ATLANTA -- The College Football Hall of Fame won't open for another 15 months in Atlanta, but organizers gave a sneak peek of the building on Wednesday.
Steve Hatchell, president of the National Football Foundation, and John Stephenson, the president and CEO of the College Football Hall of Fame, answered questions and gave a virtual tour of the building at the Metro Atlanta Chamber.
"It is first and foremost a stage for the National Football Foundation to celebrate the hall of fame and the history," Stephenson said. "Second, it's a usable asset for the city. It will continue to grow this area of Atlanta with this addition. But it's also a celebration of the game. If you look at the exhibitory, we are really connecting the people that visit the building with their passion for college football."
The College Football Hall of Fame is expected to open in August 2014. It will be located on Marietta Street in downtown Atlanta across the street from Centennial Olympic Park and next to the Omni Hotel. It's being built on what used to be the green parking lot at the Georgia World Congress Center.
The College Football Hall of Fame will be a nice addition to other nearby attractions, including the Georgia Aquarium, the World of Coca-Cola and the the National Center for Civil and Human Rights, which will open next May.
"We needed a spectacular hall of fame," Hatchell said. "I think what you'll see, being in Atlanta, Ga., is just about a perfect combination of a sustainable, exciting, awesome hall of fame for football."
The hall of fame will feature a store front on Marietta Street and upon entering the building guests will be greeted by a helmet wall of every college football playing school.
Fans of a particular school can customize their visit by selecting their team and learning more about them during the tour.
"What we've got in here is a really cool experience," Stephenson said. "With the technology with we have today, we can really customize the visitor experience."
There's a 150-seat 3-D theater along with an exhibit with artifacts and interactive attractions and kids activities.
A 45-yard-long field sits in the middle of the building as a commons area that will have punt, pass and kick games and can be used as a main event space for banquets and dinners.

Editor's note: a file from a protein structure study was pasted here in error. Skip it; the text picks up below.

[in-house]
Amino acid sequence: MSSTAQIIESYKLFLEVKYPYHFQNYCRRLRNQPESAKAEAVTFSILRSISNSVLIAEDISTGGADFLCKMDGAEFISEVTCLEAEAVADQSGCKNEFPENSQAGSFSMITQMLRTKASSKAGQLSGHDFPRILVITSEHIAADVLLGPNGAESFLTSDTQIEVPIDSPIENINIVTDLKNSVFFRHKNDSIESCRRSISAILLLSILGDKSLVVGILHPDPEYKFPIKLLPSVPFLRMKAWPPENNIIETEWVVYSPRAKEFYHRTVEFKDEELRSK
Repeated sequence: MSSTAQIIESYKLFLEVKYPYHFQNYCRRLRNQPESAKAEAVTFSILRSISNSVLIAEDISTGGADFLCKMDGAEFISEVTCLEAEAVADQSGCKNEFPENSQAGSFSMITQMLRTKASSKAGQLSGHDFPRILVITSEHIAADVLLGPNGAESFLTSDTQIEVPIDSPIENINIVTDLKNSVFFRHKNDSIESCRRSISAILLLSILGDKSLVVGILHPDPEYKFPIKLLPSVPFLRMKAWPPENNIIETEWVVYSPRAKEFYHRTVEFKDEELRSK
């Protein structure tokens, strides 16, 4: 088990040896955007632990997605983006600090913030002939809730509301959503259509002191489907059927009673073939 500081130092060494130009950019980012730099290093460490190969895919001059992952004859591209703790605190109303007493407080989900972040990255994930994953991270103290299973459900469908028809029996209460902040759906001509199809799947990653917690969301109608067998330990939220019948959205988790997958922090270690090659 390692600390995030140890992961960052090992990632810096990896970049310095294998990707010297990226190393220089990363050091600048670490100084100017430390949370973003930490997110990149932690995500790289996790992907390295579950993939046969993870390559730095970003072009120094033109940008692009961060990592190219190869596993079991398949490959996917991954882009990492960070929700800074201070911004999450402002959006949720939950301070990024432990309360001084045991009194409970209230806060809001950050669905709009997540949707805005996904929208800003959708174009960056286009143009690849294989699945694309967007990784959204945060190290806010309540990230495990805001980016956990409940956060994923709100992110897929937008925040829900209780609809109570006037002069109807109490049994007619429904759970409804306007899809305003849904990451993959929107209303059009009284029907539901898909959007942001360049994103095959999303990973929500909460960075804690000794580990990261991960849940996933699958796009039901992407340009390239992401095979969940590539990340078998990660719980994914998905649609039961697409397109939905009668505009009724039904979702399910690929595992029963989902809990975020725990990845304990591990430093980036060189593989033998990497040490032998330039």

The pinnacle of the experience is the hall of fame itself on the top floor.
"The Hall of Fame is clearly the nicest room in the building," Stephenson said.
The hall of fame will be open seven days a week, 364 days a year from 10 a.m. to 5 p.m. Admission is $17.50 and the average length of the visit is expected to be one and half hours.
An estimated 500,000 visitors are expected to visit the hall of fame annually. By comparison, the Georgia Aquarium has two million visitors, the World of Coca-Cola has one million and the CNN tour has 350,000.
"It's a place where you're going to come and have a good time if you're sort of a marginal football fan," Stephenson said. "If you're a huge college football fan and aficionado, you're going to come in here and get all you want from a historical perspective."
The opening of the hall of fame will coincide with the Chick-fil-A kickoff on August 30, 2014, which will feature Ole Miss vs. Boise State and Alabama vs. West Virginia at the nearby Georgia Dome. Atlanta will also be a host for a semifinal game in the new college football playoff during the 2016 season.
"It's a big year for us here in Atlanta," Stephenson said. "It's by design that we picked that as our target opening."
The College Football Hall of Fame was established in 1951. Its home has been in South Bend, Ind., just two miles from the University of Notre Dame campus, since 1995. The hall of fame drew about 80,000 visitors a year and in 2009 it was announced it would be moving to Atlanta.
"The No. 1 thing in the hall of fame is sustainability," Hatchell said. "You can build in a lot of great places, but if people don't come to it, it's a big empty building. (Atlanta is) an area that cares about it, meaning the southeast part of the country. That was a combination that can't go away."
There are more than 900 players and 200 coaches in the College Football Hall of Fame. A strict criteria of being a first-team All-American for players and a coach with 10 years experience and a 60 percent winning percentage make it one of the most precious halls of fame.
"We needed a place that really said it is special," Hatchell said.